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A Year after 9/11, America Still Unprepared for a Terrorist Attack, Warns New Hart-Rudman Task Force on Homeland Security

October 24, 2002
Council on Foreign Relations


Full text and executive summary:
"America— Still Unprepared, Still in Danger,"
An Independent Task Force
Sponsored by the Council on Foreign Relations

Click here to view
the original Hart-Rudman Report

Senate Testimony of Stephen Flynn

October 25, 2002 – A year after 9/11, America remains dangerously unprepared to prevent and respond to a catastrophic attack on U.S. soil, concludes a blue-ribbon panel led by former Senators Warren Rudman and Gary Hart—co-chairs of the now famous Commission on National Security that warned of such a terrorist attack three years ago.

The Independent Task Force, which came to this sober conclusion and which makes recommendations for emergency action, included two former secretaries of state, three Nobel laureates, two former chairmen of the Joint Chiefs of Staff, a former director of the CIA and FBI, and some of the nation’s most distinguished financial, legal, and medical experts. One of the country’s leading authorities on homeland security, Council Senior Fellow Stephen Flynn, directed the Task Force.

If the nation does not respond more urgently to address its vulnerabilities, the Task Force warns, the next attack could result in even greater casualties and widespread disruption to our lives and economy.

The critical need to make specific preparatory acts is made even more imperative by the prospect that the United States might go to war with Iraq and that Saddam Hussein might threaten the use of weapons of mass destruction in America.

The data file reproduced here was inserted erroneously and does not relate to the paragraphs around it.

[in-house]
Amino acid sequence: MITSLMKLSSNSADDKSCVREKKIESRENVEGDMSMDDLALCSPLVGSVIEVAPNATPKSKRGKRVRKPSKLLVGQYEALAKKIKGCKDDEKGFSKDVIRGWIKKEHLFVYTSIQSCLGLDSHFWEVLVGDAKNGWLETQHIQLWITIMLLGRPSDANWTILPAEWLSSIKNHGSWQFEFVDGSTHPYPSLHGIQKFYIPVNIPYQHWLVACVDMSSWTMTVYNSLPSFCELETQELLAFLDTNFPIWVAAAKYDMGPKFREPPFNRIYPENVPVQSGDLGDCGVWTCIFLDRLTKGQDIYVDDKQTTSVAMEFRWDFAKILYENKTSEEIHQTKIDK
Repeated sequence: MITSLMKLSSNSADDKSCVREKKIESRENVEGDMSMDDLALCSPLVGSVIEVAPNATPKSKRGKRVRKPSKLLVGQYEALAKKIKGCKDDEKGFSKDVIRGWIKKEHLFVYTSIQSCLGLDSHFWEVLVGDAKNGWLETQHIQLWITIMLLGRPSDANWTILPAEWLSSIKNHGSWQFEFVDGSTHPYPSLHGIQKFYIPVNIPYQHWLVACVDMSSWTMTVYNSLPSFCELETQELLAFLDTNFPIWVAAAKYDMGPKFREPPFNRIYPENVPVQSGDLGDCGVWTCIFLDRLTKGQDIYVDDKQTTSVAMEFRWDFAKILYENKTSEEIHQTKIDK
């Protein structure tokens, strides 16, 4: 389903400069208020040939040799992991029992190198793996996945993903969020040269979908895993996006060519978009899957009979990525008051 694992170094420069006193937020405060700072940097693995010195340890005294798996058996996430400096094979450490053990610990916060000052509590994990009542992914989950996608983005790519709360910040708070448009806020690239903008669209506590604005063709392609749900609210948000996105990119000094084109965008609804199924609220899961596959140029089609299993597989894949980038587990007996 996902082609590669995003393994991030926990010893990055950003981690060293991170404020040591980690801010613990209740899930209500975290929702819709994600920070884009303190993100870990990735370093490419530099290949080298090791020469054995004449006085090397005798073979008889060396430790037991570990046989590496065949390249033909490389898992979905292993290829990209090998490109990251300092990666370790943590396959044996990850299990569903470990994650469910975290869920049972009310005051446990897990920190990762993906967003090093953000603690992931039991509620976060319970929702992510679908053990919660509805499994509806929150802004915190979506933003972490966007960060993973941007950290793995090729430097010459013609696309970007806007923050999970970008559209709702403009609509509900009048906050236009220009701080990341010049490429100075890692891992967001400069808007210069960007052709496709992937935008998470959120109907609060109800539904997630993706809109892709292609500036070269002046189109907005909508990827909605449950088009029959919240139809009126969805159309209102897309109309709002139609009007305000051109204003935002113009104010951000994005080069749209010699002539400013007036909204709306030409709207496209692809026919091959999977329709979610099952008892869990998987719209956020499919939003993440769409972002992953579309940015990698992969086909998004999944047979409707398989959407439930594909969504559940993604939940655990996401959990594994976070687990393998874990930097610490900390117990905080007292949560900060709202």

The Task Force credits the Bush administration, Congress, governors and mayors for taking important measures since 9/11 to respond to the risk of catastrophic terrorism, and does not seek to apportion blame about what has not been done or not done quickly enough. The report is aimed, rather, at closing the gap between our intelligence estimates and analysis—which acknowledge immediate danger on the one hand—and our capacity to prevent, mitigate and respond to these attacks on the other.

Among the risks that still confront the United States:

  • 650,000 local and state police officials continue to operate in a virtual intelligence vacuum including having no access to terrorist watch lists provided by the U.S. Department of State to immigration and consular officials.
  • While 50,000 federal screeners are being hired at the nation’s airports to check passengers, only the tiniest percentage of containers, ships, trucks, and trains that enter the United States each day are subject to examination—and a weapon of mass destruction could well be hidden among this cargo.
  • First responders—police, fire, emergency medical personnel—are not ready to respond to a chemical or biological attack. Their radios can’t talk with one another and they lack the training and protective gear to protect themselves and the public in an emergency. The consequence of this could be the unnecessary loss of thousands of American lives.
  • An adversary intent on disrupting America’s reliance on energy need not target oilfields in the Middle East. The homeland infrastructure for refining and distributing energy to support our daily lives remains largely unprotected to sabotage.
  • Our own ill-prepared response has the capacity to hurt us to a much greater extent than any single attack by a terrorist. America is a powerful and resilient nation and terrorists are not supermen. But the risk of self-inflicted harm to our liberties and way of life is greatest during and immediately following a national trauma.